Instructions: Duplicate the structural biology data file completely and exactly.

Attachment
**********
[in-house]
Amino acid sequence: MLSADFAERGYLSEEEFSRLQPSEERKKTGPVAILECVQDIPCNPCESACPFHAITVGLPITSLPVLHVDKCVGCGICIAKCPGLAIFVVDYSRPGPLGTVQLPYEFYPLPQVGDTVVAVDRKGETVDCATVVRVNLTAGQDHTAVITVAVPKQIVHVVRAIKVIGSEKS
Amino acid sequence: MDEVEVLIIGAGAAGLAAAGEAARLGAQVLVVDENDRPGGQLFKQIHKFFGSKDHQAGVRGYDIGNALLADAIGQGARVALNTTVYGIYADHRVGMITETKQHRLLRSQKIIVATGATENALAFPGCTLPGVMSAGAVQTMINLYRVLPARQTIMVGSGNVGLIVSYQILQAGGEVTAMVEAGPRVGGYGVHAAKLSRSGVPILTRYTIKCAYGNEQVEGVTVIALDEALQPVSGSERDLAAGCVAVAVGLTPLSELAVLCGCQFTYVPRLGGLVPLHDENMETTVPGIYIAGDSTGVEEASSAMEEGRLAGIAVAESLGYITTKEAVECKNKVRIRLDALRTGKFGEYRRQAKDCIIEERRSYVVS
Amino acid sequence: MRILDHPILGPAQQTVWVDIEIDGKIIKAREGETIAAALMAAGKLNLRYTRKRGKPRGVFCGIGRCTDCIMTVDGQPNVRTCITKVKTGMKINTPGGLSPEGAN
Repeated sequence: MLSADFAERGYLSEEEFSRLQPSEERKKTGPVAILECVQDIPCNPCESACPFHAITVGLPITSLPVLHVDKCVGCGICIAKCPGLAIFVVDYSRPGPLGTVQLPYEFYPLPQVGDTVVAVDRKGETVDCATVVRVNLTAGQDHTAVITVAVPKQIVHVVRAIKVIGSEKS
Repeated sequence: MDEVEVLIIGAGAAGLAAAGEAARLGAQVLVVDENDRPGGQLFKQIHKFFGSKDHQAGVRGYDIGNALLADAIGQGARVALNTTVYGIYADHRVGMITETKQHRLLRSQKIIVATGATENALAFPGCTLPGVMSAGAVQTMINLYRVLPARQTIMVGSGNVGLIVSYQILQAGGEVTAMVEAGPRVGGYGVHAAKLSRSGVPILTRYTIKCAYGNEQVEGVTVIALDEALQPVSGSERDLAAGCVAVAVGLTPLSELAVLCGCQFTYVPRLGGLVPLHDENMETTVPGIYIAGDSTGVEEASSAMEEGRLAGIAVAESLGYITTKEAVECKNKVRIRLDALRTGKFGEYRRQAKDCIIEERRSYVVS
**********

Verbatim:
[in-house]
Amino acid sequence: MLSADFAERGYLSEEEFSRLQPSEERKKTGPVAILECVQDIPCNPCESACPFHAITVGLPITSLPVLHVDKCVGCGICIAKCPGLAIFVVDYSRPGPLGTVQLPYEFYPLPQVGDTVVAVDRKGETVDCATVVRVNLTAGQDHTAVITVAVPKQIVHVVRAIKVIGSEKS
Amino acid sequence: MDEVEVLIIGAGAAGLAAAGEAARLGAQVLVVDENDRPGGQLFKQIHKFFGSKDHQAGVRGYDIGNALLADAIGQGARVALNTTVYGIYADHRVGMITETKQHRLLRSQKIIVATGATENALAFPGCTLPGVMSAGAVQTMINLYRVLPARQTIMVGSGNVGLIVSYQILQAGGEVTAMVEAGPRVGGYGVHAAKLSRSGVPILTRYTIKCAYGNEQVEGVTVIALDEALQPVSGSERDLAAGCVAVAVGLTPLSELAVLCGCQFTYVPRLGGLVPLHDENMETTVPGIYIAGDSTGVEEASSAMEEGRLAGIAVAESLGYITTKEAVECKNKVRIRLDALRTGKFGEYRRQAKDCIIEERRSYVVS
Amino acid sequence: MRILDHPILGPAQQTVWVDIEIDGKIIKAREGETIAAALMAAGKLNLRYTRKRGKPRGVFCGIGRCTDCIMTVDGQPNVRTCITKVKTGMKINTPGGLSPEGAN
Repeated sequence: MLSADFAERGYLSEEEFSRLQPSEERKKTGPVAILECVQDIPCNPCESACPFHAITVGLPITSLPVLHVDKCVGCGICIAKCPGLAIFVVDYSRPGPLGTVQLPYEFYPLPQVGDTVVAVDRKGETVDCATVVRVNLTAGQDHTAVITVAVPKQIVHVVRAIKVIGSEKS
Repeated sequence: MDEVEVLIIGAGAAGLAAAGEAARLGAQVLVVDENDRPGGQLFKQIHKFFGSKDHQAGVRGYDIGNALLADAIGQGARVALNTTVYGIYADHRVGMITETKQHRLLRSQKIIVATGATENALAFPGCTLPGVMSAGAVQTMINLYRVLPARQTIMVGSGNVGLIVSYQILQAGGEVTAMVEAGPRVGGYGVHAAKLSRSGVPILTRYTIKCAYGNEQVEGVTVIALDEALQPVSGSERDLAAGCVAVAVGLTPLSELAVLCGCQFTYVPRLGGLVPLHDENMETTVPGIYIAGDSTGVEEASSAMEEGRLAGIAVAESLGYITTKEAVECKNKVRIRLDALRTGKFGEYRRQAKDCIIEERRSYVVS